Once again, the epic drama of slavery and freedom is upon us. No, I’m not referring to Ferguson, although others have written extensively on links there to the nation’s history of bondage, legal violence, and avoidance of justice. While others protest, this weekend millions of moviegoers will behold Exodus: Gods and Kings. “Let my people go” will square off against law and order. The fish will die; so will the first born males. The Red Sea will separate, for a time, and then its crashing waters will destroy an army.
Exodus has been with Americans since the nation’s birth.
If you haven't read Ta-Nehisi Coates's cover story in the current Atlantic, do. Coates surveys the history of white supremacy in America, with a particular focus on housing policy in one Chicago neighborhood, and calls us to do what we've never really done: seriously consider what it might take to make it right.
The headline is "The Case for Reparations," but Coates doesn't name a dollar amount or even argue that payment is the main goal.
"For almost 50 years, South Korean villagers have insisted that early in the Korean War, American soldiers machine-gunned hundreds of helpless civilians under a railroad bridge near a hamlet some 100 miles southeast of Seoul," read a front-page article in the New York Times.
When Washington Post writer Colbert King invited readers to respond to the idea of paying reparations to the descendants of African-American slaves, he got a mailbox full of opinions. “I’m all for reparations for blacks,” said one. “By the way, as a descendant of Anglo-Saxons, I’ve been deeply traumatized by what the Normans did to us in 1066. How about some for me too?”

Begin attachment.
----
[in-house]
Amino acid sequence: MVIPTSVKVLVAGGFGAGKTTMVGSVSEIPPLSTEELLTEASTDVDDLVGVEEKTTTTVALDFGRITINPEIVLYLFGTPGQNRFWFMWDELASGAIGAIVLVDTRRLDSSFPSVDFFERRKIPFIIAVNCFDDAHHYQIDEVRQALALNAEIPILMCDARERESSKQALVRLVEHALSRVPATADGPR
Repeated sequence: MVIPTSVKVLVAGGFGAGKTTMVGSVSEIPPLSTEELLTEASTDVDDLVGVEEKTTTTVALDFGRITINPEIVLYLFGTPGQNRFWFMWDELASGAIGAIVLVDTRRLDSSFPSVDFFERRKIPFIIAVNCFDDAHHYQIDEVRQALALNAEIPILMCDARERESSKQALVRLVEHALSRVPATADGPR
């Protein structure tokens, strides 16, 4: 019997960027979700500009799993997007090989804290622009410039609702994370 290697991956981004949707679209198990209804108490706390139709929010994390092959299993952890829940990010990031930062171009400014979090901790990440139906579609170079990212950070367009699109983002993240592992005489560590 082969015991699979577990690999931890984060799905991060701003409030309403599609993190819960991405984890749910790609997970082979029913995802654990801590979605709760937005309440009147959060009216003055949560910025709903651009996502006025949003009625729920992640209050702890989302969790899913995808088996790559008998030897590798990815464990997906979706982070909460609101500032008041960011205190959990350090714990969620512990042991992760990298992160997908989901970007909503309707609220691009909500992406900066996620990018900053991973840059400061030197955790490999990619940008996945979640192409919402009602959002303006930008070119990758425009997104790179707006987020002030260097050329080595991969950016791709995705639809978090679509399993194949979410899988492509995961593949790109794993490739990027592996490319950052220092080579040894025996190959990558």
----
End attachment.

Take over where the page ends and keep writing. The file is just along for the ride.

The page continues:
In 1969, I dropped out of college, moved to Racine, Wisconsin, and worked for a community action program and then for a welfare rights organization. The focus of my work was tenants’ rights—helping tenants negotiate with landlords over things like rent and housing violations. Among my many indelible memories from that year was the situation of a family with six children.
The Roman Catholic Church will investigate a life-saving miracle attributed to the late Pope John Paul I, bringing the pontiff who served only 33 days in 1978 one step closer to possible sainthood. His papacy was one of the briefest in history, ended by an apparent heart attack.
Support the Christian Century
The Century's work relies primarily on subscriptions and donations. Thank you for supporting nonprofit journalism.